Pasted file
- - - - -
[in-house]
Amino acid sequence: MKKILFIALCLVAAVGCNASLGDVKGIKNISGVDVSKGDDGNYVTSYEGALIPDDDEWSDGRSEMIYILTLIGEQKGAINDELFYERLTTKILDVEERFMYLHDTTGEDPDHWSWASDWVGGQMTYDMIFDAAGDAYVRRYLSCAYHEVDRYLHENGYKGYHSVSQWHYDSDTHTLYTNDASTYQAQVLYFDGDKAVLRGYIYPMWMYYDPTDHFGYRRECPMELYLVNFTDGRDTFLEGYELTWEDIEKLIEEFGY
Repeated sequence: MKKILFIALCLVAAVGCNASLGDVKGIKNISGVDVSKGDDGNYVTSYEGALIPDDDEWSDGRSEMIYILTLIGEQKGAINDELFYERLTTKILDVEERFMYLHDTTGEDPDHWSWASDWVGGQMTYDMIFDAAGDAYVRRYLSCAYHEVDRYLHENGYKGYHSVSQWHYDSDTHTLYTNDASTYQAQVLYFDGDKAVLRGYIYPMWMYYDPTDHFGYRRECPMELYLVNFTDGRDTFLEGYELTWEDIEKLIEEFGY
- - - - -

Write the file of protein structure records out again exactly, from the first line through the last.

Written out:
[in-house]
Amino acid sequence: MKKILFIALCLVAAVGCNASLGDVKGIKNISGVDVSKGDDGNYVTSYEGALIPDDDEWSDGRSEMIYILTLIGEQKGAINDELFYERLTTKILDVEERFMYLHDTTGEDPDHWSWASDWVGGQMTYDMIFDAAGDAYVRRYLSCAYHEVDRYLHENGYKGYHSVSQWHYDSDTHTLYTNDASTYQAQVLYFDGDKAVLRGYIYPMWMYYDPTDHFGYRRECPMELYLVNFTDGRDTFLEGYELTWEDIEKLIEEFGY
Repeated sequence: MKKILFIALCLVAAVGCNASLGDVKGIKNISGVDVSKGDDGNYVTSYEGALIPDDDEWSDGRSEMIYILTLIGEQKGAINDELFYERLTTKILDVEERFMYLHDTTGEDPDHWSWASDWVGGQMTYDMIFDAAGDAYVRRYLSCAYHEVDRYLHENGYKGYHSVSQWHYDSDTHTLYTNDASTYQAQVLYFDGDKAVLRGYIYPMWMYYDPTDHFGYRRECPMELYLVNFTDGRDTFLEGYELTWEDIEKLIEEFGY